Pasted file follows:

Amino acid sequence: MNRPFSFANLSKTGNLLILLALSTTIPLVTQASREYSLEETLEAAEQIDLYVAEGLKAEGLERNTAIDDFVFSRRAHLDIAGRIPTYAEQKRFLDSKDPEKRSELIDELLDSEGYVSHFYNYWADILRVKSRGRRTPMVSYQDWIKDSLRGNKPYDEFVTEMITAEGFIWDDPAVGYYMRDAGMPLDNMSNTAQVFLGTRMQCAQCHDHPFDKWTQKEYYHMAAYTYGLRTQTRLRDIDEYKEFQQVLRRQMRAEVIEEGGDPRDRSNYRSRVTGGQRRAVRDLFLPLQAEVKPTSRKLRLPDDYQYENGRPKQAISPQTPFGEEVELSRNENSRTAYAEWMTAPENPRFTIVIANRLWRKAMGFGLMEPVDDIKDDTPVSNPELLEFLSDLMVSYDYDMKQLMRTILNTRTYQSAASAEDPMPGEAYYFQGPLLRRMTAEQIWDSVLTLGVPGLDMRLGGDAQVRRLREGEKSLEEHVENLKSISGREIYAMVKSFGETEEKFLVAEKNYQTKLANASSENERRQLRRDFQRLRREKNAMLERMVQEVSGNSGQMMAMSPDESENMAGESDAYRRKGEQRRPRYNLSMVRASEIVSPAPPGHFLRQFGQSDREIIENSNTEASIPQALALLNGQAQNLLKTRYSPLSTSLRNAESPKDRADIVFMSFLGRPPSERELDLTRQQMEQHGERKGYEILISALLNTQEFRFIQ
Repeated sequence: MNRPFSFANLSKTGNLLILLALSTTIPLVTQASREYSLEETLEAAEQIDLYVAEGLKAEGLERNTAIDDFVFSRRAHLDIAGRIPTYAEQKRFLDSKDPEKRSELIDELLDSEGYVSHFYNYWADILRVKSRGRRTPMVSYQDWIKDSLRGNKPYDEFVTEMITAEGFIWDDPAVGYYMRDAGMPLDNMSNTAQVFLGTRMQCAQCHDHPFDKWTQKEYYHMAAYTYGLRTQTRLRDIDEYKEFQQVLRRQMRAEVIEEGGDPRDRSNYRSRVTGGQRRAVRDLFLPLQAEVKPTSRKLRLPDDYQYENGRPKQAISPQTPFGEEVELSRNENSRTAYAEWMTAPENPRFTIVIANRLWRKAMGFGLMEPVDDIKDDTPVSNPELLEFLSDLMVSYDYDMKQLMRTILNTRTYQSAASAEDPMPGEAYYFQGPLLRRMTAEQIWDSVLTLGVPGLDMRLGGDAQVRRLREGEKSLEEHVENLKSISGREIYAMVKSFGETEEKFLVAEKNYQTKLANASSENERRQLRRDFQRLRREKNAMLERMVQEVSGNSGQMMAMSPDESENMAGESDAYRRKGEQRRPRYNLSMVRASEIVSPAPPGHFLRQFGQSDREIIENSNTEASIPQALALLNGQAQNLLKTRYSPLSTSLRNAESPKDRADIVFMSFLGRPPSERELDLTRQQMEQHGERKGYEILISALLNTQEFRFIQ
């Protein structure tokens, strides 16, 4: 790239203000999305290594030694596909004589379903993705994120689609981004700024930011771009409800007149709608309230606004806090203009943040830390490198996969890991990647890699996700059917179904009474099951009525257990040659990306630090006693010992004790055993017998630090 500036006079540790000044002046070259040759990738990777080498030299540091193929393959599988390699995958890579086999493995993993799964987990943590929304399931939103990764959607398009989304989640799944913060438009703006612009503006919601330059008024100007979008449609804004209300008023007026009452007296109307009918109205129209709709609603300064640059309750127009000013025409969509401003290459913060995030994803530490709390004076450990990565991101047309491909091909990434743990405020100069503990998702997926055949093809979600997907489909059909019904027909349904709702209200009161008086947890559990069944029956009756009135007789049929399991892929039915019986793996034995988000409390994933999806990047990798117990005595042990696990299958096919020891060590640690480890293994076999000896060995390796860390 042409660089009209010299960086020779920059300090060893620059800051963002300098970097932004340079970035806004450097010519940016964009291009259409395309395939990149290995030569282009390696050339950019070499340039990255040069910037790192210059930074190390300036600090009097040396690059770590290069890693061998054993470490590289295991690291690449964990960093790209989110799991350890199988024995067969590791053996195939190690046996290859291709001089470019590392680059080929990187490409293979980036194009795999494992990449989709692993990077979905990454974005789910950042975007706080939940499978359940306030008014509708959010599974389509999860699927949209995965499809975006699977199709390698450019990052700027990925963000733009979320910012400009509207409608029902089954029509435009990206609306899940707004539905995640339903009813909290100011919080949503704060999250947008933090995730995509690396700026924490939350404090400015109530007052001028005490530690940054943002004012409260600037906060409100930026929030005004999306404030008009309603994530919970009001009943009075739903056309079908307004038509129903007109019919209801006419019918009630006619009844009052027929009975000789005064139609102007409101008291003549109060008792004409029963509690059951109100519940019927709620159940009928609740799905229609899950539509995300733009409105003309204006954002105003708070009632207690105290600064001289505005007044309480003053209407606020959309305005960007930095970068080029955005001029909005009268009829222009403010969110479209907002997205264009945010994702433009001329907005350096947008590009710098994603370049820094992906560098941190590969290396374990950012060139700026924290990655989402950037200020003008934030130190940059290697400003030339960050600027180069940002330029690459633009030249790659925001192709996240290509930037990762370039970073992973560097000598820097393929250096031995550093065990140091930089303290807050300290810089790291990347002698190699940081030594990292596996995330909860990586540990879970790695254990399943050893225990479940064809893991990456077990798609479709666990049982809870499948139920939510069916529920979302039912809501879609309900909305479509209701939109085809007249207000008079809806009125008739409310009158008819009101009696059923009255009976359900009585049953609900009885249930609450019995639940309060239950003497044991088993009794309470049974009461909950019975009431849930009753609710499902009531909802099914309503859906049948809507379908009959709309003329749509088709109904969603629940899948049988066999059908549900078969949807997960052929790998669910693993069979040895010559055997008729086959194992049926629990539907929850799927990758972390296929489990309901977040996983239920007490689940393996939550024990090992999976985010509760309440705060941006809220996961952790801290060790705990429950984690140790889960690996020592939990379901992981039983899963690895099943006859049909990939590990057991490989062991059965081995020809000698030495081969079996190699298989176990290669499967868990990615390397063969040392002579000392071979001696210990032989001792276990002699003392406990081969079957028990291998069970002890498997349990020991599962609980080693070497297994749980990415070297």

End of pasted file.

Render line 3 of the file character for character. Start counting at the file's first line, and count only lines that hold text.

């Protein structure tokens, strides 16, 4: 790239203000999305290594030694596909004589379903993705994120689609981004700024930011771009409800007149709608309230606004806090203009943040830390490198996969890991990647890699996700059917179904009474099951009525257990040659990306630090006693010992004790055993017998630090 500036006079540790000044002046070259040759990738990777080498030299540091193929393959599988390699995958890579086999493995993993799964987990943590929304399931939103990764959607398009989304989640799944913060438009703006612009503006919601330059008024100007979008449609804004209300008023007026009452007296109307009918109205129209709709609603300064640059309750127009000013025409969509401003290459913060995030994803530490709390004076450990990565991101047309491909091909990434743990405020100069503990998702997926055949093809979600997907489909059909019904027909349904709702209200009161008086947890559990069944029956009756009135007789049929399991892929039915019986793996034995988000409390994933999806990047990798117990005595042990696990299958096919020891060590640690480890293994076999000896060995390796860390 042409660089009209010299960086020779920059300090060893620059800051963002300098970097932004340079970035806004450097010519940016964009291009259409395309395939990149290995030569282009390696050339950019070499340039990255040069910037790192210059930074190390300036600090009097040396690059770590290069890693061998054993470490590289295991690291690449964990960093790209989110799991350890199988024995067969590791053996195939190690046996290859291709001089470019590392680059080929990187490409293979980036194009795999494992990449989709692993990077979905990454974005789910950042975007706080939940499978359940306030008014509708959010599974389509999860699927949209995965499809975006699977199709390698450019990052700027990925963000733009979320910012400009509207409608029902089954029509435009990206609306899940707004539905995640339903009813909290100011919080949503704060999250947008933090995730995509690396700026924490939350404090400015109530007052001028005490530690940054943002004012409260600037906060409100930026929030005004999306404030008009309603994530919970009001009943009075739903056309079908307004038509129903007109019919209801006419019918009630006619009844009052027929009975000789005064139609102007409101008291003549109060008792004409029963509690059951109100519940019927709620159940009928609740799905229609899950539509995300733009409105003309204006954002105003708070009632207690105290600064001289505005007044309480003053209407606020959309305005960007930095970068080029955005001029909005009268009829222009403010969110479209907002997205264009945010994702433009001329907005350096947008590009710098994603370049820094992906560098941190590969290396374990950012060139700026924290990655989402950037200020003008934030130190940059290697400003030339960050600027180069940002330029690459633009030249790659925001192709996240290509930037990762370039970073992973560097000598820097393929250096031995550093065990140091930089303290807050300290810089790291990347002698190699940081030594990292596996995330909860990586540990879970790695254990399943050893225990479940064809893991990456077990798609479709666990049982809870499948139920939510069916529920979302039912809501879609309900909305479509209701939109085809007249207000008079809806009125008739409310009158008819009101009696059923009255009976359900009585049953609900009885249930609450019995639940309060239950003497044991088993009794309470049974009461909950019975009431849930009753609710499902009531909802099914309503859906049948809507379908009959709309003329749509088709109904969603629940899948049988066999059908549900078969949807997960052929790998669910693993069979040895010559055997008729086959194992049926629990539907929850799927990758972390296929489990309901977040996983239920007490689940393996939550024990090992999976985010509760309440705060941006809220996961952790801290060790705990429950984690140790889960690996020592939990379901992981039983899963690895099943006859049909990939590990057991490989062991059965081995020809000698030495081969079996190699298989176990290669499967868990990615390397063969040392002579000392071979001696210990032989001792276990002699003392406990081969079957028990291998069970002890498997349990020991599962609980080693070497297994749980990415070297």